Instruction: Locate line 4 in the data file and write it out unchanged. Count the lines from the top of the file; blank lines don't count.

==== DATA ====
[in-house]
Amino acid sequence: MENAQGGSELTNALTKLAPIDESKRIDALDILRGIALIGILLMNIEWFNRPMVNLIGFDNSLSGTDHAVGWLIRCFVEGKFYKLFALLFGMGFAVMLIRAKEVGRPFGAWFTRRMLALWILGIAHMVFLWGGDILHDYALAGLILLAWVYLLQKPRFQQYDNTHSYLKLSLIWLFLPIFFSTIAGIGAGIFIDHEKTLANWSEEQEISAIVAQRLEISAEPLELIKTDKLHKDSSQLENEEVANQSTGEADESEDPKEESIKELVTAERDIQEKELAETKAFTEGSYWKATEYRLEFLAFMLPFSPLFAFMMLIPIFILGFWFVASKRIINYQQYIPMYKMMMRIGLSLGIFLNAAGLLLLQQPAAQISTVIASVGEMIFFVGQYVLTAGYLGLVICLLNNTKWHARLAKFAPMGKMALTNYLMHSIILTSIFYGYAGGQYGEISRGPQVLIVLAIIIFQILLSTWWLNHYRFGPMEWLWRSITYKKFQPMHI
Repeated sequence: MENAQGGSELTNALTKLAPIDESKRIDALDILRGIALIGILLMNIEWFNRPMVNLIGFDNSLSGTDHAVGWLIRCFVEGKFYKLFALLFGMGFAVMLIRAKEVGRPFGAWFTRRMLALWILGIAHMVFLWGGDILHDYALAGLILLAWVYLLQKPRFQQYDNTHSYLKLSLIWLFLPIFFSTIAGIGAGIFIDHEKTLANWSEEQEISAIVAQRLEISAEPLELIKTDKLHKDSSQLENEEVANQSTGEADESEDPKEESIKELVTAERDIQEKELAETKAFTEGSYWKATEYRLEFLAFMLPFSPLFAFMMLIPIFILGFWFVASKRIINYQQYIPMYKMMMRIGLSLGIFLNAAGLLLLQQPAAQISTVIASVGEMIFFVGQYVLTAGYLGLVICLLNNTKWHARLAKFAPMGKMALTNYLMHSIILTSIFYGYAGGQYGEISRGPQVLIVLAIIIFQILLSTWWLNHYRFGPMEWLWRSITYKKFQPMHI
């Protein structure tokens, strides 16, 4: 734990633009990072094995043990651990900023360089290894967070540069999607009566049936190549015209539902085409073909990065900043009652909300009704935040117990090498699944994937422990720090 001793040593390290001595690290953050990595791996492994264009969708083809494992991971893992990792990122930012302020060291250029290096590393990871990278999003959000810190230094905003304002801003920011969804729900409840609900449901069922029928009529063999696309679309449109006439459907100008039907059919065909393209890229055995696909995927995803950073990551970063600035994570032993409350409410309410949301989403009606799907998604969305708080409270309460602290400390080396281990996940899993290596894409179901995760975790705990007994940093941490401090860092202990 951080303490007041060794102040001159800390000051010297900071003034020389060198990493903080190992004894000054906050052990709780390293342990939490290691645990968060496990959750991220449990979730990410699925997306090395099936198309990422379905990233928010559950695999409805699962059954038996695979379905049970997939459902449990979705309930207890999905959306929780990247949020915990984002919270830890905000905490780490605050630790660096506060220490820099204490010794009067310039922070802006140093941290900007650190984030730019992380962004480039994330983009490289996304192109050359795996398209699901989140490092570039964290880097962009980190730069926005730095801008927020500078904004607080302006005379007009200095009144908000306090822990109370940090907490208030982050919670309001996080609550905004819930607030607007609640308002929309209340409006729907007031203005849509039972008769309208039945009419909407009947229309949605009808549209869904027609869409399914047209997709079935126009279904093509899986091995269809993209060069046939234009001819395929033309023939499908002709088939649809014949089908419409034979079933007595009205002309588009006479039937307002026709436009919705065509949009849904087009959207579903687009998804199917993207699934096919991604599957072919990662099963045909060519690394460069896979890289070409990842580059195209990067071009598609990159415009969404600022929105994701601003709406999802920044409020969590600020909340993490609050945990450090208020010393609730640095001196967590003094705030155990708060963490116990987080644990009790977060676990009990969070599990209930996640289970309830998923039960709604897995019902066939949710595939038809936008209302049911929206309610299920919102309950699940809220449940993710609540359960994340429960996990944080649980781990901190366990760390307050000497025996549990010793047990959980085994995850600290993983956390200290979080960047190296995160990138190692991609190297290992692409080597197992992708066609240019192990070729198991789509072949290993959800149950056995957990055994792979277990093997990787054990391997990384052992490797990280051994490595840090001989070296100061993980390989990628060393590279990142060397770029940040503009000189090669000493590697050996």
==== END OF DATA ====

């Protein structure tokens, strides 16, 4: 734990633009990072094995043990651990900023360089290894967070540069999607009566049936190549015209539902085409073909990065900043009652909300009704935040117990090498699944994937422990720090 001793040593390290001595690290953050990595791996492994264009969708083809494992991971893992990792990122930012302020060291250029290096590393990871990278999003959000810190230094905003304002801003920011969804729900409840609900449901069922029928009529063999696309679309449109006439459907100008039907059919065909393209890229055995696909995927995803950073990551970063600035994570032993409350409410309410949301989403009606799907998604969305708080409270309460602290400390080396281990996940899993290596894409179901995760975790705990007994940093941490401090860092202990 951080303490007041060794102040001159800390000051010297900071003034020389060198990493903080190992004894000054906050052990709780390293342990939490290691645990968060496990959750991220449990979730990410699925997306090395099936198309990422379905990233928010559950695999409805699962059954038996695979379905049970997939459902449990979705309930207890999905959306929780990247949020915990984002919270830890905000905490780490605050630790660096506060220490820099204490010794009067310039922070802006140093941290900007650190984030730019992380962004480039994330983009490289996304192109050359795996398209699901989140490092570039964290880097962009980190730069926005730095801008927020500078904004607080302006005379007009200095009144908000306090822990109370940090907490208030982050919670309001996080609550905004819930607030607007609640308002929309209340409006729907007031203005849509039972008769309208039945009419909407009947229309949605009808549209869904027609869409399914047209997709079935126009279904093509899986091995269809993209060069046939234009001819395929033309023939499908002709088939649809014949089908419409034979079933007595009205002309588009006479039937307002026709436009919705065509949009849904087009959207579903687009998804199917993207699934096919991604599957072919990662099963045909060519690394460069896979890289070409990842580059195209990067071009598609990159415009969404600022929105994701601003709406999802920044409020969590600020909340993490609050945990450090208020010393609730640095001196967590003094705030155990708060963490116990987080644990009790977060676990009990969070599990209930996640289970309830998923039960709604897995019902066939949710595939038809936008209302049911929206309610299920919102309950699940809220449940993710609540359960994340429960996990944080649980781990901190366990760390307050000497025996549990010793047990959980085994995850600290993983956390200290979080960047190296995160990138190692991609190297290992692409080597197992992708066609240019192990070729198991789509072949290993959800149950056995957990055994792979277990093997990787054990391997990384052992490797990280051994490595840090001989070296100061993980390989990628060393590279990142060397770029940040503009000189090669000493590697050996």